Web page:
Congenital cytomegalovirus is a common, yet often undetected, cause of kids’ hearing loss

 

GHENT, BELGIUM–Congenital cytomegalovirus (CMV) is the most common non-hereditary cause of hearing loss in children, according to a study by a group of medical researchers at University Hospital in Ghent. Writing in the November 1 issue of the journal Pediatrics, Julie Goderis, MD, and five colleagues said they reached that conclusion after analyzing the findings of 37 articles on CMV published since 1964, the year the condition was identified.

University Hospital in Ghent
University Hospital in Ghent

The virus, which is passed by a pregnant mother to the fetus through the placenta, occurs in only about 0.6% of newborns in developed countries. However, the authors found that 12.6%, about one in eight, of the babies with the condition will experience hearing loss. That represents about 10% to 20% of all cases of hearing impairment in children, the article stated.

The connection between CMV and hearing has not been fully recognized because the condition is usually asymptomatic and newborns are not regularly tested for it. As a result, these seemingly healthy children born with asymptomatic CMV are unlikely to be diagnosed; therefore if they suffer hearing loss later, the underlying cause may go unidentified.

The researchers found that among the 90% of children with CMV whose condition was asymptomatic, about one in ten developed hearing loss. Among the 10% whose CMV was accompanied by symptoms, one third became hearing impaired. CMV symptoms may include inflammation of the retina, low birth weight, rash, enlarged spleen and liver, and small head size.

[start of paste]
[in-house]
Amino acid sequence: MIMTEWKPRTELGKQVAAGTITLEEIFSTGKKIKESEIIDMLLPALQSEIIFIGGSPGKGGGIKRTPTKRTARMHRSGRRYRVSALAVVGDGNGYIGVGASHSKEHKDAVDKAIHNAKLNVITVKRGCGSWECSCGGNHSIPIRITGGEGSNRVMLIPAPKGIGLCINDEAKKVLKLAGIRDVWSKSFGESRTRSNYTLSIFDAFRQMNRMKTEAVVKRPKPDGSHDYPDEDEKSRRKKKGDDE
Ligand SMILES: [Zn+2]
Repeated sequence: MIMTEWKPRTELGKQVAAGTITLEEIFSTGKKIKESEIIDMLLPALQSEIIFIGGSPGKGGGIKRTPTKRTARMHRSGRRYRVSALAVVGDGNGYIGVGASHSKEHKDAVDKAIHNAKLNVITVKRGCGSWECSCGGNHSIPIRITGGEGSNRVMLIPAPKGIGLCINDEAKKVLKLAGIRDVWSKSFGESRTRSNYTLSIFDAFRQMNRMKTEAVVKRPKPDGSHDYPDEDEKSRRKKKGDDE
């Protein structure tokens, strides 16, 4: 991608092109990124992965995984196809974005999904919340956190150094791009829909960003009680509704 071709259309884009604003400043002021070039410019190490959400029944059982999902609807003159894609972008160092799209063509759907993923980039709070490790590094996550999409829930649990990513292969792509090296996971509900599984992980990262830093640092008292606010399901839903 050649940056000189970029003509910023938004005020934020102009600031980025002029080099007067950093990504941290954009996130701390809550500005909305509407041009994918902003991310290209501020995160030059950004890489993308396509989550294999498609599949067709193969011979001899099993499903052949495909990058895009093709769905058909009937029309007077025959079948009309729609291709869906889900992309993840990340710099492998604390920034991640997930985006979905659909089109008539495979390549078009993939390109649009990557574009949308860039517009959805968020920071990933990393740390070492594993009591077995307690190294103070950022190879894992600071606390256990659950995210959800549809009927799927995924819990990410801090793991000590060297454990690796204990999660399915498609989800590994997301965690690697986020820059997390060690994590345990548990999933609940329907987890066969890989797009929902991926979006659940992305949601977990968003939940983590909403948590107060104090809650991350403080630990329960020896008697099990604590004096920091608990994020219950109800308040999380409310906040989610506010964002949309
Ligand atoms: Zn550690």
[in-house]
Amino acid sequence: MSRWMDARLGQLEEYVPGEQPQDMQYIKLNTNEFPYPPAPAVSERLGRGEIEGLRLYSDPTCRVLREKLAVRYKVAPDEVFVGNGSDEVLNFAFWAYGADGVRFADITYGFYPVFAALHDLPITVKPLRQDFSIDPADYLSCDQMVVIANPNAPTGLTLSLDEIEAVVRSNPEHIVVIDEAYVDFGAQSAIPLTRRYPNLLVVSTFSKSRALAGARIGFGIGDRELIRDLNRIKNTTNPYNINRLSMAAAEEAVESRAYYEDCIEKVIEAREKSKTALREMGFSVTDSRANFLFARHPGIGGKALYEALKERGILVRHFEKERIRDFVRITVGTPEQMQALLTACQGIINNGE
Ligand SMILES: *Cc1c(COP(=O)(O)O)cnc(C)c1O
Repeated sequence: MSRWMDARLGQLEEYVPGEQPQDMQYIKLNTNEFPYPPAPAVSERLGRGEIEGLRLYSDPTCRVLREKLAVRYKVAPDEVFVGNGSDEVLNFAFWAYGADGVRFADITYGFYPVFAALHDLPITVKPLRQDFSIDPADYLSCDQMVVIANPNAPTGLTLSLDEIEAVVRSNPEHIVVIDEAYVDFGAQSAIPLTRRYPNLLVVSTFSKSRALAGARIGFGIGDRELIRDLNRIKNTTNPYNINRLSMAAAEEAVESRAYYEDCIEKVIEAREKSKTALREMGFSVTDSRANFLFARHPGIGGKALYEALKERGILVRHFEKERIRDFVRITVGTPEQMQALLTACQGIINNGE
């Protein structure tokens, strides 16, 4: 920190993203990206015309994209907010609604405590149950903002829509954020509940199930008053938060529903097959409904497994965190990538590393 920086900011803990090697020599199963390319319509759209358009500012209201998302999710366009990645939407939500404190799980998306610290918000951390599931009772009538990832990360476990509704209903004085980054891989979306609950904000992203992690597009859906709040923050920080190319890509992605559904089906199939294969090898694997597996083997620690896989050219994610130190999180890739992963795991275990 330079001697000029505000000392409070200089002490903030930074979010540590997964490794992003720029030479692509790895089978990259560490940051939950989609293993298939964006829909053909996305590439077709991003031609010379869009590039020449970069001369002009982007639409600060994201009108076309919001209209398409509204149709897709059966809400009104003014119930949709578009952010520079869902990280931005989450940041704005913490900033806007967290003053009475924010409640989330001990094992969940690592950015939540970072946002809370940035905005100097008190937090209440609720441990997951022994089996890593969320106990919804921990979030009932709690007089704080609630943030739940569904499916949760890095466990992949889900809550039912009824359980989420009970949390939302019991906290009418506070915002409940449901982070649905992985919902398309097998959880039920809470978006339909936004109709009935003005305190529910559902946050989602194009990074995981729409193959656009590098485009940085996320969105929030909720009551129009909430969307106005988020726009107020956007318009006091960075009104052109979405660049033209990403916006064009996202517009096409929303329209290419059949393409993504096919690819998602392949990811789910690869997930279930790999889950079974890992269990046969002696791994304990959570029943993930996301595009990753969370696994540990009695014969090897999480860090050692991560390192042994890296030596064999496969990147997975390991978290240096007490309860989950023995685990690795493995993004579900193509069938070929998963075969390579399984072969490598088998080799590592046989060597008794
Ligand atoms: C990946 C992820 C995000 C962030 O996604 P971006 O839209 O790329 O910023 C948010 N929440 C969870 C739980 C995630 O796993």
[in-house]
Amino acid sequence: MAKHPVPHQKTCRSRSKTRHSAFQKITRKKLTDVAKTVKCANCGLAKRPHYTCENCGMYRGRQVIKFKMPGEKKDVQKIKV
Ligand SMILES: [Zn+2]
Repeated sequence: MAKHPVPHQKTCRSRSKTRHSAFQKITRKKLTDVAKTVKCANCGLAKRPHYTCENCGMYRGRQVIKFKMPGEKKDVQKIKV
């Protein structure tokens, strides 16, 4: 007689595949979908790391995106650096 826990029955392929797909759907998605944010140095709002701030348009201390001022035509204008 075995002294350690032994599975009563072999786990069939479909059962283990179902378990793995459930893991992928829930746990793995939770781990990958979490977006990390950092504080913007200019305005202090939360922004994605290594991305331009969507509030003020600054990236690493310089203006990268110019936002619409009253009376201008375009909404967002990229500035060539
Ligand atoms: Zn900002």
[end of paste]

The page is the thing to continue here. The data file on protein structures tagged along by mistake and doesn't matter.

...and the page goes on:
MOST CASES ARE SEVERE TO PROFOUND
In both groups of babies with CMV, if hearing loss develops it is usually severe to profound, the Pediatrics study reported. However, among those whose CMV was symptomatic, most who develop hearing loss get it in both ears. On the other hand, most of the asymptomatic children develop unilateral losses. In the symptomatic group, 65% developed hearing impairment that warranted the use of amplification, while among the infants who had been asymptomatic, about 43% did.

In both groups, the hearing loss sometimes has a delayed onset, and the condition may have fluctuations and progression.

 

HOW TO ADDRESS CMV-RELATED HEARING LOSS
In their study, the authors concluded, “This systematic review confirms the important role of congenital CMV in childhood sensorineural hearing loss. However, because of the lack of systematic screening for congenital CMV in newborns and the characteristics of the disease, underestimation of its role in hearing loss is likely.”

They added, “Until a CMV vaccine becomes available, behavioral and educational interventions are the most effective strategy to prevent maternal CMV infection.”

In an interview with the online publication HealthDay News, Julie Goderis, the lead author, said, “Following up a child’s hearing until the age of 6 years is essential to detect delayed onset or progressive hearing loss from CMV.”